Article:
FIG. 1 illustrates a circuit diagram of a resistive-type touch panel according to a related art, and FIG. 2 illustrates an equivalent circuit diagram of the touch panel of FIG. 1 when the touch panel is pressed by a user according to a related art. In FIG. 1, a pair of square-shaped resistive layers 10 and 12 are formed facing each other with a gap therebetween. The resistive layer 10 has a first electrode A1 and a second electrode A2 formed facing each other along edges of the resistive layer 10 in a “X” direction. The resistive layer 12 has a third electrode A3 and a fourth electrode A4 formed facing each other along edges of the resistive layer 12 in a “Y” direction. The second electrode A2 is connected via a first transistor Tr1 to a power source Vcc supplying a fixed voltage, and the fourth electrode A4 is connected via a second transistor Tr2 to the power source Vcc. In addition, the first electrode A1 is grounded via a third transistor Tr3 in parallel with a first resistor R1, and the third electrode A3 is grounded via a fourth transistor Tr4 in parallel with a second resistor R2. The voltage change of the third electrode A3 is referenced as a first positional detection signal Vx in the “X” direction and the voltage change of the first electrode A1 is referenced as a second positional detection signal Vy in the “Y” direction. Further, each of the transistors Tr1, Tr2, Tr3, and Tr4 is connected to a switching signal (not shown), such that during an input waiting period, all transistors Tr1, Tr2, Tr3, and Tr4 are turned OFF and the first electrode A1 is set to HIGH.

In FIG. 2, when a user presses the touch panel, the two resistive layers 10 and 12 contact each other at a contact point. Accordingly, the current flows to the ground through the resistive layers 10 and 12 and the second resistance R2, and the voltage level of the third electrode A3 also changes. Thus, a detection in changes of the voltage level of the third electrode A3 can be used as an indication on whether the touch panel has been pressed.

Subsequently, when the touch panel has been pressed, a switching control signal (not shown) is applied to bases of the first and third transistors Tr1 and Tr3 to periodically apply a power voltage from the power source Vcc between the electrodes A1 and A2, such that the first positional detection signal Vx can detect the contact point in the “X” direction at the third electrode A3. In addition, an inverted switching control signal (not shown) is applied to bases of the second and fourth transistors Tr2 and Tr4 to periodically apply the power voltage from the power source Vcc between the two electrodes A3 and A4, such that the second positional detection signal Vy can detect the contact point in the “Y” direction at the first electrode A1.

FIG. 3 illustrates a cross-sectional view of a resistive layer according to a related art. In FIG. 3, if a voltage is applied to the resistive layer, the voltage differs across the surface of the resistive layer. For instance, if the power source Vcc supplies a 5V voltage to a first electrode in a resistive layer, a measurement of the voltage taken at a point A adjacent to the first electrode is about 4.5–4.7V. In contrast, a measurement of the voltage taken at a point B adjacent to an opposing electrode is only about 0.3–0.5V. Thus, the voltage decreases across the surface of the resistive layer. Unfortunately, an active area of a touch panel is typically in a center region of the resistive layers. Since a reference voltage of an analog-to-digital converter is typically 5V, a detectable voltage range of about 0.4–4.6V can not be obtained in an active area of the touch panel, which is further away from the opposing electrodes. Thus, the performance of the related art touch panel has not been fully satisfactory.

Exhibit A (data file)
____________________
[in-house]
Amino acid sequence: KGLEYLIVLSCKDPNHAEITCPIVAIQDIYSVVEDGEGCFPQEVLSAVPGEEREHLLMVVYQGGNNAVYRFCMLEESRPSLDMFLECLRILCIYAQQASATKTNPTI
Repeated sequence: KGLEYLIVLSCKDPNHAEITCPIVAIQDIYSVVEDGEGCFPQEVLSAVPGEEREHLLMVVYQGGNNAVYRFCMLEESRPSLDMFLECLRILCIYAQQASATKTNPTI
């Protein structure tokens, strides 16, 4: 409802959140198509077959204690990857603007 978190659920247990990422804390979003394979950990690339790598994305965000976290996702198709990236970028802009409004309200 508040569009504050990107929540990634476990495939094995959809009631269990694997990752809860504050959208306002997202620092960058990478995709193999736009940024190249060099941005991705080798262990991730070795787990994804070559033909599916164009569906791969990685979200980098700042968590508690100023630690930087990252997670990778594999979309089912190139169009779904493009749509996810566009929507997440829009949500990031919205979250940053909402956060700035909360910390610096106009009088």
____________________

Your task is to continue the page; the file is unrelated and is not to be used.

SUMMARY OF THE INVENTION

Accordingly, the present invention is directed to an apparatus and a method for driving a touch panel that substantially obviates one or more of the problems due to limitations and disadvantages of the related art

An object of the present invention is to provide a touch panel driving apparatus that is capable of detecting the coordinate position of a contact point on the touch panel accurately by increasing the voltage applied to a power voltage and controlling the size of the applied voltage by means of a variable resistance.

Another object of the present invention is to enhance the power supply to each resistive layer by having a switch element as an added control on how the current is applied to each electrode to drive the touch panel in first and second directions.

It is yet another object of the present invention to provide a touch panel driving apparatus that increases the level of the supplied power voltage and maintains the desired voltage difference by using variable resistances, such that current signals and coordinates of the contact point are calculated more accurately.